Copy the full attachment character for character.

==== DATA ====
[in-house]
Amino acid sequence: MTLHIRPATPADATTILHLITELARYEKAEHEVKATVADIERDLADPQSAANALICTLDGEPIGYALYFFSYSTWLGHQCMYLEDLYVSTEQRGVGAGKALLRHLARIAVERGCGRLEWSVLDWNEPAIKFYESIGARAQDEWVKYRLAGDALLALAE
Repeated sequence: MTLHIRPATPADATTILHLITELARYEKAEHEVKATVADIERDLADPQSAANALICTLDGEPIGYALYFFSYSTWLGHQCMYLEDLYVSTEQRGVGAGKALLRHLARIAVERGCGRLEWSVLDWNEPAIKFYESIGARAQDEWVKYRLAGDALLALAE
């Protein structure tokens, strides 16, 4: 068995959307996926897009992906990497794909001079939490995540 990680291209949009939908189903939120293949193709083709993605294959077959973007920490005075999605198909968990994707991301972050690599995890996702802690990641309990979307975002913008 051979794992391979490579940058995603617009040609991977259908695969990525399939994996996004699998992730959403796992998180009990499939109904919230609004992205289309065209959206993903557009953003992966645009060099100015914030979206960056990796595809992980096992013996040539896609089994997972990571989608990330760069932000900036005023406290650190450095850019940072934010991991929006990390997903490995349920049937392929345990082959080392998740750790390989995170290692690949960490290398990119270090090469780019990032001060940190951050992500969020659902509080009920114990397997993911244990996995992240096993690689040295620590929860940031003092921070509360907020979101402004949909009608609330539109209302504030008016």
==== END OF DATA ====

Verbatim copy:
[in-house]
Amino acid sequence: MTLHIRPATPADATTILHLITELARYEKAEHEVKATVADIERDLADPQSAANALICTLDGEPIGYALYFFSYSTWLGHQCMYLEDLYVSTEQRGVGAGKALLRHLARIAVERGCGRLEWSVLDWNEPAIKFYESIGARAQDEWVKYRLAGDALLALAE
Repeated sequence: MTLHIRPATPADATTILHLITELARYEKAEHEVKATVADIERDLADPQSAANALICTLDGEPIGYALYFFSYSTWLGHQCMYLEDLYVSTEQRGVGAGKALLRHLARIAVERGCGRLEWSVLDWNEPAIKFYESIGARAQDEWVKYRLAGDALLALAE
């Protein structure tokens, strides 16, 4: 068995959307996926897009992906990497794909001079939490995540 990680291209949009939908189903939120293949193709083709993605294959077959973007920490005075999605198909968990994707991301972050690599995890996702802690990641309990979307975002913008 051979794992391979490579940058995603617009040609991977259908695969990525399939994996996004699998992730959403796992998180009990499939109904919230609004992205289309065209959206993903557009953003992966645009060099100015914030979206960056990796595809992980096992013996040539896609089994997972990571989608990330760069932000900036005023406290650190450095850019940072934010991991929006990390997903490995349920049937392929345990082959080392998740750790390989995170290692690949960490290398990119270090090469780019990032001060940190951050992500969020659902509080009920114990397997993911244990996995992240096993690689040295620590929860940031003092921070509360907020979101402004949909009608609330539109209302504030008016």